Syrian Brown Bear, Bruiser Bear, has fallen in love with the pool at Single Vision Wildlife Sanctuary in Florida. Brown Bears are salmon fishers, so they are naturally very comfortable in water and can swim well. Certainly the best part of Bruiser Bear's romp in the water is his playfulness, as evidenced by his adorable belly-flop entrance into the pool; it's amazing to see the gentler more light-hearted side of this giant hunter.
Even though Bruiser Bear might look big in this video, he's still pretty young at just 18-months-old; a brown bear's average lifespan in the wild is 25 years. When full grown, most brown bears are around 700 pounds and average between 5-8 feet tall, though size tends to vary from region to region. Brown bears are the most widely distributed bear in the world, found in North America, Europe and Asia.
While many people assume bears are vicious carnivores because they are top-of-the-food chain predators, they are actually omnivores with a diet that also consists of fruits, nuts, berries, leaves and roots. When a brown bear is in the mood for meat, however, it becomes a fearsome and highly skilled hunter. Even despite their huge size, brown bears have been recorded to run as fast as 30 miles per hour which is crucial in their ability to catch and take down large, quick prey like moose. Don't be fooled by Bruiser Bear's laid-back pool romping, this little guy can move significantly faster than humans can.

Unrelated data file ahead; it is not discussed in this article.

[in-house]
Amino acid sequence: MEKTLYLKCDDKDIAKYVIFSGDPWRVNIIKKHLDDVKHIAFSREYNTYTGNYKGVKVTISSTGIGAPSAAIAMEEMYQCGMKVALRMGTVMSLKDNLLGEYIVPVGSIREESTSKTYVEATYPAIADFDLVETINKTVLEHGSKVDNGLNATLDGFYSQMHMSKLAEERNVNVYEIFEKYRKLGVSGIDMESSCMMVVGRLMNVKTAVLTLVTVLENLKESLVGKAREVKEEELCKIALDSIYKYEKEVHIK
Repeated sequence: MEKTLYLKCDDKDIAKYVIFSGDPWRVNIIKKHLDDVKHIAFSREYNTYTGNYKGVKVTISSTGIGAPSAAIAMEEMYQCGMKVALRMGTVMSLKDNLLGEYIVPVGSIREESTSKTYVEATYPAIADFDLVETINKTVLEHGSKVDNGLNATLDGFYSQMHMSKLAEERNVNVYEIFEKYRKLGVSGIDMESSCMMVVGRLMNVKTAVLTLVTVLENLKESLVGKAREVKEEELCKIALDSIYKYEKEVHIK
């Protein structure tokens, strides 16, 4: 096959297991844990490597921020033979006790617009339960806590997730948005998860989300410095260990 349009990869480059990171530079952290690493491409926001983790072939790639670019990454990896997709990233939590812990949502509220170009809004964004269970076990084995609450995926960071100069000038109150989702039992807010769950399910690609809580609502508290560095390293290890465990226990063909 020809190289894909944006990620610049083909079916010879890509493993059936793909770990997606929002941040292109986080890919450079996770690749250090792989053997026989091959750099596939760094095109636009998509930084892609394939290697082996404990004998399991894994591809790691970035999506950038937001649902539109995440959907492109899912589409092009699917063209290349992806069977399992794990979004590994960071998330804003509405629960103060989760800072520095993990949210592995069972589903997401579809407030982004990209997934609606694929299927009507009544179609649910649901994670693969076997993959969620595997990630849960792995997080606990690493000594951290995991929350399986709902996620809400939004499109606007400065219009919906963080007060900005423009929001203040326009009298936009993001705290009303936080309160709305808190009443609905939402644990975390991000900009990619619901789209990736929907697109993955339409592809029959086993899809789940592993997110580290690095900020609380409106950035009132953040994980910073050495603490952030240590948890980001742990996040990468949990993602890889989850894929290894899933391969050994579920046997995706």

The Single Vision Wildlife Sanctuary is a remarkable home for young Bruiser Bear, thanks to the owner and animal care specialist Carl Bovard. On the Single Vision website, Bovard explains that he suddenly lost his sight in an accident thirteen years ago, and he was left wondering what it was he would miss seeing most. Memories of his grandfather's farm flooded into his mind, but he realized that what he would miss most would be the animals. Gradually his sight returned in one eye (Single Vision - get it?), and he decided he would dedicate the rest of his life to saving and caring for animals. He graduated from Indiana University with a degree in animal biology and went on to study animal behavior first at Sea World and then at Jungleland Zoo. When he opened Single Vision Wildlife Sanctuary, he did so in honor of his grandfather, Eugene Wieler, whom he says is responsible for teaching Bovard to love and respect all animals.
It's clear from the way Bovard interacts with all of his animals that his heart is in all the right places; he genuinely loves these animals and provides them with the best life possible. Bovard constantly posts updates on the Single Vision Wildlife Sanctuary page of his interactions with the animals at the sanctuary, including these spectacular photos of him playing with Bruiser Bear and Honey Bear, an 18-month-old North American Black Bear.